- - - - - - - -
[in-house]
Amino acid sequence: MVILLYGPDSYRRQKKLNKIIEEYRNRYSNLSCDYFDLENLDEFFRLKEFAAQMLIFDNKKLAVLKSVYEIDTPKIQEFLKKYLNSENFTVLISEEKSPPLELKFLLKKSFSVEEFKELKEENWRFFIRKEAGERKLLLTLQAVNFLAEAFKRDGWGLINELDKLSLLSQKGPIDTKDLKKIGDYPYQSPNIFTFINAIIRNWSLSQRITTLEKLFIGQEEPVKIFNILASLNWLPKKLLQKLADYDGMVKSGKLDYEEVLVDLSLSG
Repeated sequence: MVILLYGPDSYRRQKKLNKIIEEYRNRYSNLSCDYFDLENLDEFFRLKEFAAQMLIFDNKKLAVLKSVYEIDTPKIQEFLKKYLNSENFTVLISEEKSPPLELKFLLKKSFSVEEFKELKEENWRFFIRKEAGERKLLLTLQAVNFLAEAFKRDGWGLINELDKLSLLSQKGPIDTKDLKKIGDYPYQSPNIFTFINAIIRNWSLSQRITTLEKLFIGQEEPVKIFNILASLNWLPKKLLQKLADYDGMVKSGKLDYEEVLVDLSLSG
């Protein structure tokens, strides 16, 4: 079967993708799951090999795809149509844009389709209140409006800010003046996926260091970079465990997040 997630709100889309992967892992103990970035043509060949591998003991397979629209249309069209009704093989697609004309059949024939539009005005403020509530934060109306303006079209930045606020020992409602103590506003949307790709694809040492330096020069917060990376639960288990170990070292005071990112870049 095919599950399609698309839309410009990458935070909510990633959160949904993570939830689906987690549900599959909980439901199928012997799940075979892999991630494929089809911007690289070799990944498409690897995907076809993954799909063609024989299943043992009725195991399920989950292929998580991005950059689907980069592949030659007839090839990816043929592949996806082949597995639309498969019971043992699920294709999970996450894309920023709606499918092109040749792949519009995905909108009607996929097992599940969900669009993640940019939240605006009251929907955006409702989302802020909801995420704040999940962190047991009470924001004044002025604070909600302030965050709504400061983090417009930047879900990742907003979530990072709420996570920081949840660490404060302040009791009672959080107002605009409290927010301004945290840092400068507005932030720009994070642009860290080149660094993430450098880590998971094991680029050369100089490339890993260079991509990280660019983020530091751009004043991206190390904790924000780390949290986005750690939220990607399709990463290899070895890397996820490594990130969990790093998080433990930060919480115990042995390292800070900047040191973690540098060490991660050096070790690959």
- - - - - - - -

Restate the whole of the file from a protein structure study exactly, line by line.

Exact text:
[in-house]
Amino acid sequence: MVILLYGPDSYRRQKKLNKIIEEYRNRYSNLSCDYFDLENLDEFFRLKEFAAQMLIFDNKKLAVLKSVYEIDTPKIQEFLKKYLNSENFTVLISEEKSPPLELKFLLKKSFSVEEFKELKEENWRFFIRKEAGERKLLLTLQAVNFLAEAFKRDGWGLINELDKLSLLSQKGPIDTKDLKKIGDYPYQSPNIFTFINAIIRNWSLSQRITTLEKLFIGQEEPVKIFNILASLNWLPKKLLQKLADYDGMVKSGKLDYEEVLVDLSLSG
Repeated sequence: MVILLYGPDSYRRQKKLNKIIEEYRNRYSNLSCDYFDLENLDEFFRLKEFAAQMLIFDNKKLAVLKSVYEIDTPKIQEFLKKYLNSENFTVLISEEKSPPLELKFLLKKSFSVEEFKELKEENWRFFIRKEAGERKLLLTLQAVNFLAEAFKRDGWGLINELDKLSLLSQKGPIDTKDLKKIGDYPYQSPNIFTFINAIIRNWSLSQRITTLEKLFIGQEEPVKIFNILASLNWLPKKLLQKLADYDGMVKSGKLDYEEVLVDLSLSG
């Protein structure tokens, strides 16, 4: 079967993708799951090999795809149509844009389709209140409006800010003046996926260091970079465990997040 997630709100889309992967892992103990970035043509060949591998003991397979629209249309069209009704093989697609004309059949024939539009005005403020509530934060109306303006079209930045606020020992409602103590506003949307790709694809040492330096020069917060990376639960288990170990070292005071990112870049 095919599950399609698309839309410009990458935070909510990633959160949904993570939830689906987690549900599959909980439901199928012997799940075979892999991630494929089809911007690289070799990944498409690897995907076809993954799909063609024989299943043992009725195991399920989950292929998580991005950059689907980069592949030659007839090839990816043929592949996806082949597995639309498969019971043992699920294709999970996450894309920023709606499918092109040749792949519009995905909108009607996929097992599940969900669009993640940019939240605006009251929907955006409702989302802020909801995420704040999940962190047991009470924001004044002025604070909600302030965050709504400061983090417009930047879900990742907003979530990072709420996570920081949840660490404060302040009791009672959080107002605009409290927010301004945290840092400068507005932030720009994070642009860290080149660094993430450098880590998971094991680029050369100089490339890993260079991509990280660019983020530091751009004043991206190390904790924000780390949290986005750690939220990607399709990463290899070895890397996820490594990130969990790093998080433990930060919480115990042995390292800070900047040191973690540098060490991660050096070790690959």